• @Abyx this goes against every other answer and comment here. If you have something to support your assertion, we'd like to see it. – Spencer May 27 '16 at 18:48

Well you are using unsigned int which happens to be 32 Bit in this case. The next boundary (to fit in the bitfield) for unsigned int is 64 Bit => 8 Bytes.


pst is right. The members are aligned on 1-byte boundaries, (or smaller, since it's a bitfield). The overall structure has size 8, and is aligned on an 8-byte boundary. This complies with both the standard and the pack option. The docs never say there will be no padding at the end.

  • The issue is not with padding at the end, but with the fact that bitfields are packed inside units of the bitfield type. The structure has no padding at all, only two unsigned int members. – David Rodríguez - dribeas Oct 13 '10 at 8:34
  • @David, the standard says (§, "A bit-field is interpreted as a signed or unsigned integer type consisting of the specified number of bits. [...] An implementation may allocate any addressable storage unit large enough to hold a bit- field." So I don't think unsigned int means it must actually use unsigned int as the storage unit, just some unsigned type with enough bits. Also, bit-fields are allowed to cross storage unit boundaries. So I do think there's padding at the end. – Matthew Flaschen Oct 13 '10 at 13:30
  • BTW, what standard are you looking? Neither the current c++ standard nor the C++0x FCD have section – David Rodríguez - dribeas Oct 13 '10 at 14:27
  • That part of the standard is at least confusing to me. My rationale for that argument is that §9.6/1 contains: The constant-expression [number of bits] may be larger than the number of bits in the object representation (3.9) of the bit-field’s type; in such cases the extra bits are used as padding bits and do not participate in the value representation (3.9) of the bitfield. – David Rodríguez - dribeas Oct 13 '10 at 14:33
  • 1
    That means that unsigned char bits : 10 will not be able to store a 10 bit integer (in a 8bit/char machine), and will be different than unsigned short int bits : 10, (assuming 16bit short int). From that I have inferred --I cannot point to the standard--, that if the compiler is not able to bump up to a bigger representation type, it is probably not allowed to go down either. Also it would have to break the representation type from int to short + char in that particular case (again assuming 8bit char, 16bit short, 32bit int) – David Rodríguez - dribeas Oct 13 '10 at 14:40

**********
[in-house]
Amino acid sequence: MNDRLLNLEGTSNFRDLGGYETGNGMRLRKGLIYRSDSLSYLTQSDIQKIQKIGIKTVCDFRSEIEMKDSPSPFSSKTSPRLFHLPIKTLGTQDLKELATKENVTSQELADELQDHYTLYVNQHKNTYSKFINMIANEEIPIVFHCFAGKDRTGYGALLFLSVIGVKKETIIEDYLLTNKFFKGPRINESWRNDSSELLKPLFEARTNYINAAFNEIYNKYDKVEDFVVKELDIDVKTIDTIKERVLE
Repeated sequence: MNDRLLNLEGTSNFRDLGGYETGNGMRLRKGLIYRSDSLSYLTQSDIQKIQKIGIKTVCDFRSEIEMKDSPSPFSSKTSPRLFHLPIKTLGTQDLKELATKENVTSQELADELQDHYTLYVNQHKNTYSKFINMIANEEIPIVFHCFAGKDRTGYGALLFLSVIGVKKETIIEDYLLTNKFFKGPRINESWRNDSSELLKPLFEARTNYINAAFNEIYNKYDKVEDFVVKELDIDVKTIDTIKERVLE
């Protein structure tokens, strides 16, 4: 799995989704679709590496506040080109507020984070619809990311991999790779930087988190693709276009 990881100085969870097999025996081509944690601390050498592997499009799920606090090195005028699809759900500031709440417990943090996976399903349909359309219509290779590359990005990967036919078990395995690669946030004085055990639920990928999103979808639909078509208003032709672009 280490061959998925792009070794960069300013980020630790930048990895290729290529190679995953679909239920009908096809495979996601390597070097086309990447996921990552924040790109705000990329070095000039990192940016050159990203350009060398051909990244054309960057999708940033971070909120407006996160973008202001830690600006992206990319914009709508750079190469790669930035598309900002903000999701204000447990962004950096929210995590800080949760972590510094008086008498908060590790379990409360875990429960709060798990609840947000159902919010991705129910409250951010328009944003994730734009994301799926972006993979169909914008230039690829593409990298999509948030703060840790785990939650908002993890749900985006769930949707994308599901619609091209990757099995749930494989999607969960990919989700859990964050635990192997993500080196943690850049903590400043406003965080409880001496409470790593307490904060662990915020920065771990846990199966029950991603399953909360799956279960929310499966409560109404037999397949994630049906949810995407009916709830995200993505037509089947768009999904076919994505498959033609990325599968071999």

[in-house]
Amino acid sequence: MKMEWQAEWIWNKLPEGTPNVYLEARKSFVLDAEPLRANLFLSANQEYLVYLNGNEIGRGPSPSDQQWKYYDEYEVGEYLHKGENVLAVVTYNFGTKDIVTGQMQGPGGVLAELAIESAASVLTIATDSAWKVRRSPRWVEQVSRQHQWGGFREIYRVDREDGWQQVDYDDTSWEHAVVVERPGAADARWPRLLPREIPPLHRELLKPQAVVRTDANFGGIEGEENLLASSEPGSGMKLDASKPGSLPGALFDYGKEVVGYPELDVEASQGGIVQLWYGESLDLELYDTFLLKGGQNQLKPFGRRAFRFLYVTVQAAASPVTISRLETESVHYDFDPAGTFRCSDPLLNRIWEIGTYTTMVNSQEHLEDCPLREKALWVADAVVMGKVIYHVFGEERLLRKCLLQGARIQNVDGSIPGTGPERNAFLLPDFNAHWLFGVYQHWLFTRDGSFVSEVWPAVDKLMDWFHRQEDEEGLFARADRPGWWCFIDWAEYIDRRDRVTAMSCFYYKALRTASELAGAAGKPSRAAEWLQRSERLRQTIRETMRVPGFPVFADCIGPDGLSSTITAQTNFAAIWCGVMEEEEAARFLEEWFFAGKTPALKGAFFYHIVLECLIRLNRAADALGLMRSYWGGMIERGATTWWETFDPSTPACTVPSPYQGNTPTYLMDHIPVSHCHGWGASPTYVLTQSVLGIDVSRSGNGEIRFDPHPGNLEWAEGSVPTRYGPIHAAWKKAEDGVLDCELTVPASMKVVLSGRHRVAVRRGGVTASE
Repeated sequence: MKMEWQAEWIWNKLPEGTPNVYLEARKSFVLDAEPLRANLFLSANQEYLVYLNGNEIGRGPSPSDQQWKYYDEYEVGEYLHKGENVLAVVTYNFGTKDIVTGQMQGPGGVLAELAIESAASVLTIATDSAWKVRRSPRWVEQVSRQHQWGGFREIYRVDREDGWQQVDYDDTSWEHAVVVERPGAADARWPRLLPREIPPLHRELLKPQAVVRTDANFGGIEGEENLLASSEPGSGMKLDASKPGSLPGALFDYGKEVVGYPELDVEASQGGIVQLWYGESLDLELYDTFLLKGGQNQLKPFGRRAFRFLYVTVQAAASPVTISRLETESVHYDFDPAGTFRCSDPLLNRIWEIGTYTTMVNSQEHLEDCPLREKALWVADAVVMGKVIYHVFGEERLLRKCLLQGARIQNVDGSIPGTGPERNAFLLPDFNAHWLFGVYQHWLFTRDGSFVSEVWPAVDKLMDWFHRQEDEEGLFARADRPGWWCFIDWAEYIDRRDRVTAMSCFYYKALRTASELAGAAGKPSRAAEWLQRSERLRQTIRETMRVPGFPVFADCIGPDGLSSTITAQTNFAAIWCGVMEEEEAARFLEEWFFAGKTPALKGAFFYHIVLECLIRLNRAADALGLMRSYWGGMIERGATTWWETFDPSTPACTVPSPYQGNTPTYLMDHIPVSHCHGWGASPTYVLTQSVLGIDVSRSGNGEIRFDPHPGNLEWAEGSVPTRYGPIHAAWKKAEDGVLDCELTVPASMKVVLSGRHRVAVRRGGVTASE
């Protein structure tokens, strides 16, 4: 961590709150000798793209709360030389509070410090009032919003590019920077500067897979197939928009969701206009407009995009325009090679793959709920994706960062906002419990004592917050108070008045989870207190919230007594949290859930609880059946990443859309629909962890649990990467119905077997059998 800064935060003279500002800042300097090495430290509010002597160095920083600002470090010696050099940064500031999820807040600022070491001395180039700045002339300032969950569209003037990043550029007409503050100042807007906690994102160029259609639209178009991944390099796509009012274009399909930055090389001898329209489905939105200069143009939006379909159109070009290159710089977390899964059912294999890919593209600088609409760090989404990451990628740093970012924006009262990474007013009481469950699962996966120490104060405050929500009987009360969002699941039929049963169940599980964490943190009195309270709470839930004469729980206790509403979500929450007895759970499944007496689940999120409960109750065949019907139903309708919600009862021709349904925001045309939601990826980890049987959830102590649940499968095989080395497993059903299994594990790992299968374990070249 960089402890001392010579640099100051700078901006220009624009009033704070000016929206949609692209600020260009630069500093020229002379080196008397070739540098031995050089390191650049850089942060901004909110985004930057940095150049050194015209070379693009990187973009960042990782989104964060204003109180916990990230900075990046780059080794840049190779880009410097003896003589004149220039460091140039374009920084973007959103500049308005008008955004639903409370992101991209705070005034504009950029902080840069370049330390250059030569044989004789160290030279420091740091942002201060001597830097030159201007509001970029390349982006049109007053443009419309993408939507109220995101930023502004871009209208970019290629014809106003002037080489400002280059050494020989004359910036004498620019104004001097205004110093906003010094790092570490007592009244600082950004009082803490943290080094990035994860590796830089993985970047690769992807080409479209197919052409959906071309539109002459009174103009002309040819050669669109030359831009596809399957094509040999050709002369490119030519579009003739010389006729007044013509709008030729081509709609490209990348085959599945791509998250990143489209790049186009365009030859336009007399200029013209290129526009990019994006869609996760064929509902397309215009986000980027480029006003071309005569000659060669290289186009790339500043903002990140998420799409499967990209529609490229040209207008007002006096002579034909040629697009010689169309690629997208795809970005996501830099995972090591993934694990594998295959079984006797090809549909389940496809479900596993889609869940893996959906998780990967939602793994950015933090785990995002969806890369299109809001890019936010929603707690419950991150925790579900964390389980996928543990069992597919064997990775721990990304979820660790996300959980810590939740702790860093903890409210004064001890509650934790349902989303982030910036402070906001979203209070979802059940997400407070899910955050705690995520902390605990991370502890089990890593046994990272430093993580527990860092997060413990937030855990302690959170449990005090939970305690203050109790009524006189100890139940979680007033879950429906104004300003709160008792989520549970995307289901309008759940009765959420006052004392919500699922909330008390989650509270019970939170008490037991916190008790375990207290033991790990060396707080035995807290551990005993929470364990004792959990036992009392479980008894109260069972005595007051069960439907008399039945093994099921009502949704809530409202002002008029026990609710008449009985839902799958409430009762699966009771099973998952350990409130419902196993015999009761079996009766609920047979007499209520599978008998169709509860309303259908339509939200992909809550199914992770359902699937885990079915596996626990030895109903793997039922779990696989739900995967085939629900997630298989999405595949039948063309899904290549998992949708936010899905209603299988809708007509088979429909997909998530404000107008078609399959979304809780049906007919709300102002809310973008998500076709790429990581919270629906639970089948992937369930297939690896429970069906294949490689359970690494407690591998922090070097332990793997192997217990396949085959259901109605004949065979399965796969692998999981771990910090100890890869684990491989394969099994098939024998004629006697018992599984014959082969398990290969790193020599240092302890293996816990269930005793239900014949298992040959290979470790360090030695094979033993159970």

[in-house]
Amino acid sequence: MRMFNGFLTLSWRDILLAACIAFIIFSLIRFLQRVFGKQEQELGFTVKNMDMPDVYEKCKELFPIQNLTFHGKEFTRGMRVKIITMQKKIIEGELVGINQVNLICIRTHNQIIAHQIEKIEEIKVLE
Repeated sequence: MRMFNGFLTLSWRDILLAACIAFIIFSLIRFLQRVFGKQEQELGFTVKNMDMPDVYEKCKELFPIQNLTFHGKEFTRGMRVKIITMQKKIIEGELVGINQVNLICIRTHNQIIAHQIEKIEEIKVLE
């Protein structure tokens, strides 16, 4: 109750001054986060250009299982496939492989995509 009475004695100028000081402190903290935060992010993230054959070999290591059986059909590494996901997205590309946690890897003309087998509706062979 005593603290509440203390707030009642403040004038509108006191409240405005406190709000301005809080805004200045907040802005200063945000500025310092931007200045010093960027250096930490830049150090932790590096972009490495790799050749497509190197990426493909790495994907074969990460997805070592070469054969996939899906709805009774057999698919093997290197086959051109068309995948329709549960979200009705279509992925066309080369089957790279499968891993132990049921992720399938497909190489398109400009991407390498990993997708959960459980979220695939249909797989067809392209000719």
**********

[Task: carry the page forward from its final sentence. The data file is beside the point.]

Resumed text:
To give another interesting illustrates what's going on, consider the case where you want to pack a structure that crosses a type boundary. E.g.

struct state {
    unsigned int cost     : 24; 
    unsigned int back     : 21; 
    unsigned int a        :  1; 
    unsigned int b        :  1; 
    unsigned int c        :  1;

This structure can't be packed into 6 bytes using MSVC as far as I know. However, we can get the desired packing effect by breaking up the first two fields:

struct state_packed {
    unsigned short cost_1   : 16; 
    unsigned char  cost_2   :  8;
    unsigned short back_1   : 16; 
    unsigned char  back_2   :  5;
    unsigned char  a        :  1; 
    unsigned char  b        :  1; 
    unsigned char  c        :  1; 

This can indeed be packed into 6 bytes. However, accessing the original cost field is extremely awkward and ugly. One method is to cast a state_packed pointer to a specialized dummy struct:

struct state_cost {
    unsigned int cost     : 24;
    unsigned int junk     :  8; 

state_packed    sc;
state_packed *p_sc = &sc;

sc.a = 1;
(*(struct state_cost *)p_sc).cost = 12345;
sc.b = 1;

If anyone knows a more elegant way of doing this, I would love to know!

Your Answer

By clicking “Post Your Answer”, you agree to our terms of service, privacy policy and cookie policy

Not the answer you're looking for? Browse other questions tagged or ask your own question.